• G06F3/048Interaction techniques based on graphical user interfaces [GUI]
    • GPHYSICS
    • G06COMPUTING; CALCULATING; COUNTING
    • G06FELECTRIC DIGITAL DATA PROCESSING
    • G06F3/00Input arrangements for transferring data to be processed into a form capable of being handled by the computer; Output arrangements for transferring data from processing unit to output unit, e.g. interface arrangements
    • G06F3/01Input arrangements or combined input and output arrangements for interaction between user and computer
    • G06F3/048Interaction techniques based on graphical user interfaces [GUI]
    • G06F3/0484Interaction techniques based on graphical user interfaces [GUI] for the control of specific functions or operations, e.g. selecting or manipulating an object or an image, setting a parameter value or selecting a range
    • G06F3/04842Selection of a displayed object
    • GPHYSICS
    • G06COMPUTING; CALCULATING; COUNTING
    • G06QDATA PROCESSING SYSTEMS OR METHODS, SPECIALLY ADAPTED FOR ADMINISTRATIVE, COMMERCIAL, FINANCIAL, MANAGERIAL, SUPERVISORY OR FORECASTING PURPOSES; SYSTEMS OR METHODS SPECIALLY ADAPTED FOR ADMINISTRATIVE, COMMERCIAL, FINANCIAL, MANAGERIAL, SUPERVISORY OR FORECASTING PURPOSES, NOT OTHERWISE PROVIDED FOR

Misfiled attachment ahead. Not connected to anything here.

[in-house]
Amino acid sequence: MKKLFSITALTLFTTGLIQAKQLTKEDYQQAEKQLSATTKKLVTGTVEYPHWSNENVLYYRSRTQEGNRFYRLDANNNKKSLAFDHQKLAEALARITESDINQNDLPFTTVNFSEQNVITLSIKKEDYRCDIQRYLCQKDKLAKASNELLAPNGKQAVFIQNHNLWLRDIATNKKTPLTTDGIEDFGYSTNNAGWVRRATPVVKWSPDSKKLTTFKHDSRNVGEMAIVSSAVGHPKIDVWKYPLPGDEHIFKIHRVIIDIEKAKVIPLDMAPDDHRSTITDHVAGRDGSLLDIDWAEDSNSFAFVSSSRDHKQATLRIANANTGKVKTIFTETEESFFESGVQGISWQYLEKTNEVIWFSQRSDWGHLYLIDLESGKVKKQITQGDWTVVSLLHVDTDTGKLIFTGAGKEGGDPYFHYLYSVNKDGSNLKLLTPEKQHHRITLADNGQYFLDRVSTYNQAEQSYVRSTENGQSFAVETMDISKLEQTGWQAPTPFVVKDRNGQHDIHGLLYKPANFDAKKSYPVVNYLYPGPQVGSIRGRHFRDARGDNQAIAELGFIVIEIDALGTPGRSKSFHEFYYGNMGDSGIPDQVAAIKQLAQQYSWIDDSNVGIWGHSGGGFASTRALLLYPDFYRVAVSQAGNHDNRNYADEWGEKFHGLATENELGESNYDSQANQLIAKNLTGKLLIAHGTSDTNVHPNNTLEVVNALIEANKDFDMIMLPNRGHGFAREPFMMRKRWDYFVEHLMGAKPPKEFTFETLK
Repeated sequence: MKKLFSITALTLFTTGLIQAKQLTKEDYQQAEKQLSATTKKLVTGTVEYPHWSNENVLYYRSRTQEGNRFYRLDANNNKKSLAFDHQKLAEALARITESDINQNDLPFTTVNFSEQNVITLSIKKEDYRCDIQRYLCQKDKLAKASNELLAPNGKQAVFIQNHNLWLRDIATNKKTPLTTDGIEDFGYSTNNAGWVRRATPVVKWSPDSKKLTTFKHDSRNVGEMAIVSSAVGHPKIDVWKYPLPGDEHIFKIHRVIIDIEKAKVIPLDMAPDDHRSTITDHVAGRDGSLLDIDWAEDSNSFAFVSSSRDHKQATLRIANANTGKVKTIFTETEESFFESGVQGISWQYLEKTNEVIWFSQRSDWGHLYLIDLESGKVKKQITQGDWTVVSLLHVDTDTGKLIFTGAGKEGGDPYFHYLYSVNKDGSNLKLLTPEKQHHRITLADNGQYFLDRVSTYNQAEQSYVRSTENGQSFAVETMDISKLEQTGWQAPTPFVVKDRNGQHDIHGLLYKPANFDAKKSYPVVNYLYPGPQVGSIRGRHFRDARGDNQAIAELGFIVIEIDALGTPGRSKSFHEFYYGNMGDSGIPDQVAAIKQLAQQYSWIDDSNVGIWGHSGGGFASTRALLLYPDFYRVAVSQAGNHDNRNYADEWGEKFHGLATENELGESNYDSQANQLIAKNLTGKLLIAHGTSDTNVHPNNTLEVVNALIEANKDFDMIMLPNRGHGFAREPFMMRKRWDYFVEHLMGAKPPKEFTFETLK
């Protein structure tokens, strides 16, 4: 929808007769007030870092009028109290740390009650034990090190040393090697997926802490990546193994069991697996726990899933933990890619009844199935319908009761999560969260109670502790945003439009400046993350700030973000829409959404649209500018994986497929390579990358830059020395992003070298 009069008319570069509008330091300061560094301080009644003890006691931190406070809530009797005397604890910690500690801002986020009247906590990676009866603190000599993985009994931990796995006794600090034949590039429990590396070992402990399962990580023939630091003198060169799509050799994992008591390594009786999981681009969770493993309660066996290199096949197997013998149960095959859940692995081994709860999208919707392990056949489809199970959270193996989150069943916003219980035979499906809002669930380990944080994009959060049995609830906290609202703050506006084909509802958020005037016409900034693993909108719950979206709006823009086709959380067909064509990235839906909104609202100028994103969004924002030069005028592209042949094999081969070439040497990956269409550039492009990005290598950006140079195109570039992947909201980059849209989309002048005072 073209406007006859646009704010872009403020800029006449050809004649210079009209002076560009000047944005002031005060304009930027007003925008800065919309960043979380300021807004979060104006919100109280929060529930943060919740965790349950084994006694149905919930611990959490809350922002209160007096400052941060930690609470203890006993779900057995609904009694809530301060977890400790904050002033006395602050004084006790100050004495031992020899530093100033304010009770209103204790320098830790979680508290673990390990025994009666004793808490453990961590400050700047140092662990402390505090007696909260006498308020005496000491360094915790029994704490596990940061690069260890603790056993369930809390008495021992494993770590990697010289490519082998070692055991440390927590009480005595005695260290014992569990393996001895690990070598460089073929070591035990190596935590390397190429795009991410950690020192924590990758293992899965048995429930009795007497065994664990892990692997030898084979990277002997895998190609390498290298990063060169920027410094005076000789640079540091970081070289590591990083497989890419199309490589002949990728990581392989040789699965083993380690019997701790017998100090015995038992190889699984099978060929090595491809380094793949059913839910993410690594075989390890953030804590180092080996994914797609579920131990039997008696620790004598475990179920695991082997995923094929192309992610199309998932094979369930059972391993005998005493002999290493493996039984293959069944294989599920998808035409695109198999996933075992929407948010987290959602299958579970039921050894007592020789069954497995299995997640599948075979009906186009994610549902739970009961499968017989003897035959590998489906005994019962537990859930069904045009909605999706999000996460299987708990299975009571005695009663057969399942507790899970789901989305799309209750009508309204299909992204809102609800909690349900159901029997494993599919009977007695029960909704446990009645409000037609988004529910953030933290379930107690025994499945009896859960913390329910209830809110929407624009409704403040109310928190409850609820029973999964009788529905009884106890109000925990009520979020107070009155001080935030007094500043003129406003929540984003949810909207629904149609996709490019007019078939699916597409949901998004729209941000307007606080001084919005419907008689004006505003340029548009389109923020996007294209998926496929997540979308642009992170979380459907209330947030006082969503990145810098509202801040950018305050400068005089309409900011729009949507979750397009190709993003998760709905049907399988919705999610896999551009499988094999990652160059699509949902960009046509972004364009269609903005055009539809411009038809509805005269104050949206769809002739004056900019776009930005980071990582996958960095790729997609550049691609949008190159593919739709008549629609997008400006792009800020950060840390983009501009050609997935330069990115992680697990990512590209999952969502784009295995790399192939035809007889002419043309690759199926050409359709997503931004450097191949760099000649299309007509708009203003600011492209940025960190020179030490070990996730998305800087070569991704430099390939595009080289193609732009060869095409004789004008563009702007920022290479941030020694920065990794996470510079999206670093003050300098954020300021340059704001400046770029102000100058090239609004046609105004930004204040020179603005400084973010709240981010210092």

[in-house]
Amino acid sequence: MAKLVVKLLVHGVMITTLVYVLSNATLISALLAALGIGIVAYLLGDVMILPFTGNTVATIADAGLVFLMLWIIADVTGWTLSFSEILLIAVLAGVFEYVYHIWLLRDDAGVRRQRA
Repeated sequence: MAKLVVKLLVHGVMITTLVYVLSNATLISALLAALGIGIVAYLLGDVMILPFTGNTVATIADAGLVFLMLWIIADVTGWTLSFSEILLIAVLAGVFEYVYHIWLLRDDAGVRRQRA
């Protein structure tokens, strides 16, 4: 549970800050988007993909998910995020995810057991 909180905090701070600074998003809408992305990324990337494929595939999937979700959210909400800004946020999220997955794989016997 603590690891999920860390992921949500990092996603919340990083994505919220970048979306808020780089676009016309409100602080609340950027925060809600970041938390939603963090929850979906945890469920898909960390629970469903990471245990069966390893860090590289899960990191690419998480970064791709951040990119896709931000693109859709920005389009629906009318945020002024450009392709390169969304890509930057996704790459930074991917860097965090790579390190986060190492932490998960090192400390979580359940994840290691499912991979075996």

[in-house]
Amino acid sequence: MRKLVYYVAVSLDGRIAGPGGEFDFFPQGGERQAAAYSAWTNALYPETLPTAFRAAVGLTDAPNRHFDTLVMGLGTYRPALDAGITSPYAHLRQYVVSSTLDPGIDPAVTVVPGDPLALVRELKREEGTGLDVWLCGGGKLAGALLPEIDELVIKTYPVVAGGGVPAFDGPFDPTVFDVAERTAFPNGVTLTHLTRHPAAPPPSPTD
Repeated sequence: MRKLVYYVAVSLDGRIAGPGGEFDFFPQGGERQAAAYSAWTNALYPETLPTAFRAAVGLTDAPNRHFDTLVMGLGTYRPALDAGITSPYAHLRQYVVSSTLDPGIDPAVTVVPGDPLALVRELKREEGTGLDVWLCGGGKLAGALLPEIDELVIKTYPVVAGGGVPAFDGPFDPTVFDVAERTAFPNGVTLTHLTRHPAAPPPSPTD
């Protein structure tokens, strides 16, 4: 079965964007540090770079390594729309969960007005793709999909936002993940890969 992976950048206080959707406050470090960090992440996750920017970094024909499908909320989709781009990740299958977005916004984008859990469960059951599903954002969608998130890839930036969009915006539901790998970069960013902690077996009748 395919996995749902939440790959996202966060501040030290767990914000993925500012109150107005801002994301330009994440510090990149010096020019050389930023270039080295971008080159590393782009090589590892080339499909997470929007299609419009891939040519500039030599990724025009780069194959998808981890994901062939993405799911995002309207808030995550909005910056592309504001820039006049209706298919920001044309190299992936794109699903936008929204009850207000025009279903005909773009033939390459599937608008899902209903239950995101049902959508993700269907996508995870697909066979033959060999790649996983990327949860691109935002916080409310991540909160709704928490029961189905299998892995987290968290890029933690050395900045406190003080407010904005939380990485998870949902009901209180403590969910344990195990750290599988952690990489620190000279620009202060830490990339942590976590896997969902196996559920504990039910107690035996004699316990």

• G06Q10/00Administration; Management
    • G06Q10/10Office automation, e.g. computer aided management of electronic mail or groupware; Time management, e.g. calendars, reminders, meetings or time accounting
    • HELECTRICITY
    • H04ELECTRIC COMMUNICATION TECHNIQUE
    • H04LTRANSMISSION OF DIGITAL INFORMATION, e.g. TELEGRAPHIC COMMUNICATION
    • H04L67/00Network-specific arrangements or communication protocols supporting networked applications
    • H04L67/28Network-specific arrangements or communication protocols supporting networked applications for the provision of proxy services, e.g. intermediate processing or storage in the network
    • H04L67/2823Network-specific arrangements or communication protocols supporting networked applications for the provision of proxy services, e.g. intermediate processing or storage in the network for conversion or adaptation of application content or format
    • GPHYSICS
    • G06COMPUTING; CALCULATING; COUNTING
    • G06FELECTRIC DIGITAL DATA PROCESSING
    • G06F2203/00Indexing scheme relating to G06F3/00 - G06F3/048
    • G06F2203/048Indexing scheme relating to G06F3/048
    • G06F2203/04803Split screen, i.e. subdividing the display area or the window area into separate subareas

Abstract